> On 20 Jan 2016, at 7:43 AM, Benoit Chesneau <bchesn...@gmail.com> wrote: > > I will make a more complete answer soon. But about: > > > > Socket Escape Hatch > ~~~~~~~~~~~~~~~~~~~ > > Aside from Benoit, server operators were unanimously dismissive of the idea > of a socket 'escape hatch'. In general it seems like servers would not be > capable of achieving this. I think, therefore, this idea is unworkable. > > > Well it does work. This is how websockets works in gunicorn. Escape is not > the right term anyway. Think it as a socket upgrade. And then you would > wonder why it would be unworkable. After all this is how SSL sockets works, > so is the protocol negotiation in http2 ... > > There is nothing magic there until you try to over engineer the stuff. > Upgrading a sockets means that you tell to the server to forget it. This is > how most concurrent servers work today.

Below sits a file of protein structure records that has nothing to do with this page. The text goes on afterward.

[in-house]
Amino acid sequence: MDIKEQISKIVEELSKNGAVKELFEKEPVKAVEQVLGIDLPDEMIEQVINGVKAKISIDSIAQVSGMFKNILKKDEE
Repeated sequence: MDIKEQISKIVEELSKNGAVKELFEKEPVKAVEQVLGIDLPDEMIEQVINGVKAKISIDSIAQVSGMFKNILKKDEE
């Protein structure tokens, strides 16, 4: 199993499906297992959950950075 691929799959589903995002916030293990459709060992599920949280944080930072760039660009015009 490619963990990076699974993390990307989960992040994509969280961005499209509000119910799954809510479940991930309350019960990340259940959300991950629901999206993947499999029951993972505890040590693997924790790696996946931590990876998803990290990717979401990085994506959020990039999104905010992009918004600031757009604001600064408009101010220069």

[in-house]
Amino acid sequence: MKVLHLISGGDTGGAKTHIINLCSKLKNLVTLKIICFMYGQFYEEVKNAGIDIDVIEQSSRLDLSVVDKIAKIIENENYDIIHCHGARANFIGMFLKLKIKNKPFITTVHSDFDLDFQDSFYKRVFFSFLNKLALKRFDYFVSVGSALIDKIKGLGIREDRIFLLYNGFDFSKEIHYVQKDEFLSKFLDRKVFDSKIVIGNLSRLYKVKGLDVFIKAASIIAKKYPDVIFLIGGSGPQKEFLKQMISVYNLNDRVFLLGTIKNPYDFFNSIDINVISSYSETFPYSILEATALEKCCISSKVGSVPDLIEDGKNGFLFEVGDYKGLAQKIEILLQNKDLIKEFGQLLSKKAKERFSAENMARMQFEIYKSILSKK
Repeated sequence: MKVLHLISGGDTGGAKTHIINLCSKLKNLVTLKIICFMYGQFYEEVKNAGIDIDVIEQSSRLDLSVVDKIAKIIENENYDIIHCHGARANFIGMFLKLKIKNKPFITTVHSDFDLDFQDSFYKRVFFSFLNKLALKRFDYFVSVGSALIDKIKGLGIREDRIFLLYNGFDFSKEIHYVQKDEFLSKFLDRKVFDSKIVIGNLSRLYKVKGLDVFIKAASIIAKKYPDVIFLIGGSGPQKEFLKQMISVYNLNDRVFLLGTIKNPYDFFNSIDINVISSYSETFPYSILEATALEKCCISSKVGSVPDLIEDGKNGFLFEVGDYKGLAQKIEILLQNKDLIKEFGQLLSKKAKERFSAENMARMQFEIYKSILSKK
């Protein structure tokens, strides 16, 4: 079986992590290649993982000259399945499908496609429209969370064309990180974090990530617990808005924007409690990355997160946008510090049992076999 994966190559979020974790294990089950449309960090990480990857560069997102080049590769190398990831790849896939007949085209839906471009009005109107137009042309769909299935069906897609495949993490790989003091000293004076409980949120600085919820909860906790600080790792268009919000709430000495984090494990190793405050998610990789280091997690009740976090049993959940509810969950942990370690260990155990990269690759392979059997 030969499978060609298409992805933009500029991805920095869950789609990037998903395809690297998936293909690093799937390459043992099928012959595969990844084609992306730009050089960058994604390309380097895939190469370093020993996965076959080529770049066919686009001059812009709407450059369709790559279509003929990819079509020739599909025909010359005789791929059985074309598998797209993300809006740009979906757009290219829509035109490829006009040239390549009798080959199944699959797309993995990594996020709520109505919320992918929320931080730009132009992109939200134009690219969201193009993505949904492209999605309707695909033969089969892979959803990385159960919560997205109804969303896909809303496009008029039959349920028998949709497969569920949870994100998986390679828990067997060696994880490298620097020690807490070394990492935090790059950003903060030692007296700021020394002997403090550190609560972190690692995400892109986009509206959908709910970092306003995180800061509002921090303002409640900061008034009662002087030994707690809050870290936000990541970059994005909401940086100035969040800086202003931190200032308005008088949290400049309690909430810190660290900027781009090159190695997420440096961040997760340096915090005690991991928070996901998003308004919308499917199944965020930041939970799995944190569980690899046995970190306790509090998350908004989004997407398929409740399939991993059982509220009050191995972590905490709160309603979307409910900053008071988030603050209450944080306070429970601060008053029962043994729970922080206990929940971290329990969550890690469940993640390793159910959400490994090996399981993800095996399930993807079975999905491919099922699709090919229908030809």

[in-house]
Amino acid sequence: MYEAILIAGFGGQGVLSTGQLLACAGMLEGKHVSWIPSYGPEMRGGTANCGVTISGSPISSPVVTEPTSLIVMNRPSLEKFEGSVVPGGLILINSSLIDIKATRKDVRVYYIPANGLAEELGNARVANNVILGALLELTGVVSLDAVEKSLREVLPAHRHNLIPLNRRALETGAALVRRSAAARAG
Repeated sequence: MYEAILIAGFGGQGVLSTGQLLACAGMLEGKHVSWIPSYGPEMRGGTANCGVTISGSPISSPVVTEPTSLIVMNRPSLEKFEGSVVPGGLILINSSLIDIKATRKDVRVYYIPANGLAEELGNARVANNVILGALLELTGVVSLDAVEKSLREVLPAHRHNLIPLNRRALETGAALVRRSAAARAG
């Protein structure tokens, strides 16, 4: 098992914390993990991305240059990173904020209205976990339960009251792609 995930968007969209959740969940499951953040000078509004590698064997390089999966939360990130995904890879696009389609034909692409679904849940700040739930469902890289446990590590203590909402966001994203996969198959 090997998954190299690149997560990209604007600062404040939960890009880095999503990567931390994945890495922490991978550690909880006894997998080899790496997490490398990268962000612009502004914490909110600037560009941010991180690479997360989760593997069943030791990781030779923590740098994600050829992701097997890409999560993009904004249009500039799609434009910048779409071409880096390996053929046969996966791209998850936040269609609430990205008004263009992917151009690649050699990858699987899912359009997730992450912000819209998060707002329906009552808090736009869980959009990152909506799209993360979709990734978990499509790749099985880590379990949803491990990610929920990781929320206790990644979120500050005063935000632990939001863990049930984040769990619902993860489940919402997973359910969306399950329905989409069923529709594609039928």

The problem was that it would only work in a WSGI server where the original request was accepted on a socket in the same process as the WSGI application is running. It cannot work where where the WSGI application is behind a bridging protocol. So it can’t work for CGI, SCGI, FASTCGI, mod_wsgi daemon mode and possibly other implementations. So the ‘unworkable’ is coming from that you couldn’t universally implement it across all current WSGI implementations. For that reason, having it as part of core WSGI is debatable as it would have to be marked as optional. At that point better as a separate WSGI extension outside of the WSGI PEP if you did at least want to standardise such an approach across those WSGI servers that may be able to support it. Graham
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